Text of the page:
Friday, October 25, 2013
Mormon Roots of the Church: Brigham Young
But until he met Joseph Smith, Brigham — the Mormons, or Latter-day Saints, call both Smith and Young by their first names — was a 29-year-old transient nobody in upstate New York who “lived on the economic margins of his society,” and wasn’t particularly religious. He relished the sense of community he found among the Mormons and was much moved by his early encounters with Smith (“He took heaven . . . and brought it down to earth,” Young recalled). Yet half a lifetime later, that unlettered ex-husbandman ruled over a theocratic empire as large as France. Turner calls Young “the greatest colonizer in American history,” who established Mormon outposts in present-day California, Arizona, Nevada, Idaho and Wyoming.
Young was indeed “maddeningly unpredictable.” He swore like a sailor and prayed like a saint. He alternately made peace with Indian tribes and massacred them. He couldn’t decide whether dancing was sinful; he permitted it one week and forbade it the next. Turner is a good writer in possession of a great story. “Brigham Young” is a landmark work, written by a Gentile, as the Saints call non-Mormons, with the active cooperation of the church. If Young could make the Saints dance, I wished at times that Turner would make this double-barreled, all-American story sing. That said, Turner more than compensates for his stylistic formality with exhaustive research, excellent judgment and an abiding sense of fairness.
The perennial question in Mormon history is: Whose side are you on? For over a century, the church cleaved to “faith-promoting” histories about heroic Joseph and Brigham, and the evil Gentiles who persecuted them. As recently as 19 years ago, Salt Lake’s guardians of the Saintly flame excommunicated several prominent writers and historians for what the old-line Soviets would have called “deviationist” points of view. (Some of them have since rejoined the church.)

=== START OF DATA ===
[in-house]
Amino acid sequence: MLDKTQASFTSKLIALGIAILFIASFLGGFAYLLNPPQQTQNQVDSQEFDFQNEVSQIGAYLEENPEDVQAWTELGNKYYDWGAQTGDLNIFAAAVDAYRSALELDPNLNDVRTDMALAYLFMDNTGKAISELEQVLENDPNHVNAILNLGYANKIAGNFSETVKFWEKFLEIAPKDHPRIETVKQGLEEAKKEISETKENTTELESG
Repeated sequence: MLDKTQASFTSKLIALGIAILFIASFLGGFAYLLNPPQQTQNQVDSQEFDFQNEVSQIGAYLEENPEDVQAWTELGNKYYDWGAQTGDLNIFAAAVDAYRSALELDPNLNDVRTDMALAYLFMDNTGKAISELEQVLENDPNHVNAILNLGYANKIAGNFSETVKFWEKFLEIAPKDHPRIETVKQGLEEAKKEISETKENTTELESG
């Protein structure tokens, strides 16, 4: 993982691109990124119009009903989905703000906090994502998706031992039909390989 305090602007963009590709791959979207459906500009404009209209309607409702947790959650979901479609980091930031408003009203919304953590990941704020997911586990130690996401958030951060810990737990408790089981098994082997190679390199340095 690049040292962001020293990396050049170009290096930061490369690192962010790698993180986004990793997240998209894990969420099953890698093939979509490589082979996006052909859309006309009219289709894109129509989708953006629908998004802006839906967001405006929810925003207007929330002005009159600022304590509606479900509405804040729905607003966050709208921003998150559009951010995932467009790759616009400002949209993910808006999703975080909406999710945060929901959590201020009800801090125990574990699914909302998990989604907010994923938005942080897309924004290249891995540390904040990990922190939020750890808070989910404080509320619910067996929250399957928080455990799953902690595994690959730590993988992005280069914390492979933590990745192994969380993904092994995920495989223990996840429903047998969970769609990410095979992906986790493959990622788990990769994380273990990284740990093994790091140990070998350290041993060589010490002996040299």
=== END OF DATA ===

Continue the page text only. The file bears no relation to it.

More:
Turner is on the side of good history, and he generally negotiates the many tripwires in the Saints’ story — the “hall of mirrors,” as he calls it — with aplomb. For example, he unflinchingly recounts the notorious 1857 Mountain Meadows Massacre, in which Mormons and their Paiute Indian allies killed a group of emigrants from Arkansas. While he writes that Young encouraged the Indians to attack the wagon trains, Turner allows that no document directly links him to the horrific murders of 120 men, women and children. Turner does note that Young cynically billed the federal government for $3,527 worth of gifts supposedly distributed to “sundry bands of Indians near Mountain Meadow.” The gifts — steers, clothing and butcher knives — had in fact been plundered from the slaughtered settlers. What Turner calls “the dark stain the Mountain Meadows Massacre” left on Young’s reputation remains to this day.
Can a biographer be too fair? Perhaps. Turner’s judiciousness on the hot-button subject of polygamy is squishy in the extreme. He successfully explains the “elaborate theological edifice surrounding plural marriage” but overreaches when he describes Joseph Smith’s seduction of the teenage servant girl Fanny Alger as the prophet’s “first well-documented nonmonogamous relationship.” The business was more sordid than that. Their hasty coupling occurred in a barn on a haymow and was witnessed by Joseph’s wife Emma Hale Smith through a crack in the door, according to Linda King Newell and Valeen Tippetts Avery, Emma Smith’s biographers. Turner imbues their union with a dignity it doesn’t deserve. More likely, it was “a dirty, nasty, filthy affair,” as Joseph Smith’s confidant Oliver Cowdery called it.